Friday, March 4, 2016

Book Review: Ghost Boy

Book Review: Ghost Boy by Martin Pistorius

Goodreads Description: They all thought he was gone. But he was alive and trapped inside his own body for ten years.

In January 1988 Martin Pistorius, aged twelve, fell inexplicably sick. First he lost his voice and stopped eating. Then he slept constantly and shunned human contact. Doctors were mystified. Within eighteen months he was mute and wheelchair-bound. Martin's parents were told an unknown degenerative disease left him with the mind of a baby and less than two years to live.

Martin was moved to care centers for severely disabled children. The stress and heartache shook his parents’ marriage and their family to the core. Their boy was gone. Or so they thought.

Ghost Boy is the heart-wrenching story of one boy’s return to life through the power of love and faith. In these pages, readers see a parent’s resilience, the consequences of misdiagnosis, abuse at the hands of cruel caretakers, and the unthinkable duration of Martin’s mental alertness betrayed by his lifeless body.

We also see a life reclaimed—a business created, a new love kindled—all from a wheelchair. Martin's emergence from his own darkness invites us to celebrate our own lives and fight for a better life for others.

My Review: At the heart of the story of the Ghost Boy lies a fear that lives within many people: being conscious but trapped, paralyzed in your own body. For Martin Pistorius, that fear was a reality for over ten years until caring people and his enormously devoted parents gave him the power to communicate again. The writing style in this book is simple but with an easy flow that keeps the reader emotionally engaged every step of the way. Martin's story isn't filled with long medical diagnoses or the step by step 'recovery' tale; it's how, given the opportunities and resources, a disabled person was able to live the life he'd always dreamed-- and then some.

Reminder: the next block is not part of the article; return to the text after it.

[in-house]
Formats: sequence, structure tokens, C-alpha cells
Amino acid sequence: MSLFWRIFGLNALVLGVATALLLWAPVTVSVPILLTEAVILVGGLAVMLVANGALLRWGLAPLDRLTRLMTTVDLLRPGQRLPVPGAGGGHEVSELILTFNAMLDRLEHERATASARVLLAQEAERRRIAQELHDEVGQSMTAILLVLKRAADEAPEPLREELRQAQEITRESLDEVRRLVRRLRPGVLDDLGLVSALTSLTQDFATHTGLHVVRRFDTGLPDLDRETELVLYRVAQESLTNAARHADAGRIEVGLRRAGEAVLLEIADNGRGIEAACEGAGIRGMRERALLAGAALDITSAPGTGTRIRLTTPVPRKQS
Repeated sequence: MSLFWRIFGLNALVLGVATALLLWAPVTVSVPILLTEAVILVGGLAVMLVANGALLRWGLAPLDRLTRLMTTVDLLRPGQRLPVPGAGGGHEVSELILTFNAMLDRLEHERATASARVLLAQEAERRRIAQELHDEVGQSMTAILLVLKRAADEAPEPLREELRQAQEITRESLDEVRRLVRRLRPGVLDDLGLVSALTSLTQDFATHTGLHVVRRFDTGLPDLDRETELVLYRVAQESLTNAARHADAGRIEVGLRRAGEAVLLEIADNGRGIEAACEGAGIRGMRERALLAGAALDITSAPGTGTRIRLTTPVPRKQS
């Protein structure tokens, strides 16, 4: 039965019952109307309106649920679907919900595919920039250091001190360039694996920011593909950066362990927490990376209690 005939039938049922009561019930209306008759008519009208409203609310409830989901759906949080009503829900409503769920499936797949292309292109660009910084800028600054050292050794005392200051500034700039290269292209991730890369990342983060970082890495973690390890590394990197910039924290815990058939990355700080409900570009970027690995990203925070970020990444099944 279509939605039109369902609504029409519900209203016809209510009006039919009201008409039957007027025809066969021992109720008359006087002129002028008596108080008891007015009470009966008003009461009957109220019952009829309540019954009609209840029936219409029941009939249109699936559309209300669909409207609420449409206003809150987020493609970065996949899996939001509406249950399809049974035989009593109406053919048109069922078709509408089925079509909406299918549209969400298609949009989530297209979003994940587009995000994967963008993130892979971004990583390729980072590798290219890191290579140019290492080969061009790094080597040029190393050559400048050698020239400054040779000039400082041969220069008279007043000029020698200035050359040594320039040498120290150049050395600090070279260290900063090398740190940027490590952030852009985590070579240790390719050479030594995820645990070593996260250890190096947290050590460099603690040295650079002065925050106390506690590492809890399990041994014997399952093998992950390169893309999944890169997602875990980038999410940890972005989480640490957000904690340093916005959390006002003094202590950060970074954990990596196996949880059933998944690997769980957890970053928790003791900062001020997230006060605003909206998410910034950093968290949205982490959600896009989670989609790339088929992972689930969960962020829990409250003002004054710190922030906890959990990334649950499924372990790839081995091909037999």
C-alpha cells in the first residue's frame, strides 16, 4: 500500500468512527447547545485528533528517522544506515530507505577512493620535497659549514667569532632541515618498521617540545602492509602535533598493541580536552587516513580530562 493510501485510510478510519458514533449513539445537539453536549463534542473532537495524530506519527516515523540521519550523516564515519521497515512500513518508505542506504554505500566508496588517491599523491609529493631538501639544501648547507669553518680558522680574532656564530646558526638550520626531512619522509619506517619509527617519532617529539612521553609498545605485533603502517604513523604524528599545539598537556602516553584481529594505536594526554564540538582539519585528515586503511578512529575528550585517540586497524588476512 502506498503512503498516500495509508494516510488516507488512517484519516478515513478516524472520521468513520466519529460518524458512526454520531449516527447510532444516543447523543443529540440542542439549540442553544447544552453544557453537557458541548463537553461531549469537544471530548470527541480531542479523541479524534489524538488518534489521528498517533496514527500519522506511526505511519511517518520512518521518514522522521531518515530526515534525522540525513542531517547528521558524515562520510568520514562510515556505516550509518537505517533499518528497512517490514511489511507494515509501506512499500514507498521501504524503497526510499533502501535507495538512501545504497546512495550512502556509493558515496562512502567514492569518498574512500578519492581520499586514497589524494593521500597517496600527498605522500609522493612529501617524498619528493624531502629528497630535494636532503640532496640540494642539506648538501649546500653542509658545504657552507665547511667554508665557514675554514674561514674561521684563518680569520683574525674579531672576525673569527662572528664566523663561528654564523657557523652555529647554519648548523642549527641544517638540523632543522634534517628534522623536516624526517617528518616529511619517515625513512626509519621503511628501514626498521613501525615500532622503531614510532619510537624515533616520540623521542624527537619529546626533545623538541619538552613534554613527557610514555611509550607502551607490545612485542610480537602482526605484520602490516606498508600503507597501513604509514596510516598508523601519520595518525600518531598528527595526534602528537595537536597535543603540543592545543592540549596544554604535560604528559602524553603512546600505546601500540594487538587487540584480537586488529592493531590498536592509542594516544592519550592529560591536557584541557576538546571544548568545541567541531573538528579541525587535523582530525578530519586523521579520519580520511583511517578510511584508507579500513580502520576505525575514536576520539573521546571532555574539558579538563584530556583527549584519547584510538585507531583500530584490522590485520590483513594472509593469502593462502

The part that drew me in was getting to see the perspective of someone who has to suffer in silence, like many people in our world still do. When someone can't speak, loved ones can spend hours wondering what's going on in their heads, and this book gives a glimpse of what it's like to be utterly at the mercy of those around you. The story highlights the best of humanity through those who loved and cared for Martin, and also touches on the dark sides only briefly, but with enough intensity to realize the importance of those good people. It is so easy, especially in overworked and underfunded medical and mental health services, for people like Martin to be forgotten. But when you face that possibility through Martin's eyes, the emotional impact is an intense blow. The narrative isn't preachy or depressing, it simply expresses a very real fear of getting left behind, and the hope for something more. 

The short chapters makes for an easy read. Though the story does leap around within the timeline, each chapter does well at establishing time a place, as well as Martin's level of functioning. The story progresses smoothly and doesn't linger on too much negativity. It is also interesting to see the perspective on communication from Martin as well. How he goes from ecstatic being able to communicate, to realizing that not everyone has the patience to wait while he spells things out using his devices, to finding those who don't care about that at all. 

All in all, the insights and perspectives this book has makes this a wonderful and engrossing read. For anyone working with those with disabilities, it is a definite keeper. 

TL;DR: 3/5 stars. A fascinating perspective with a simple and smooth writing style. 

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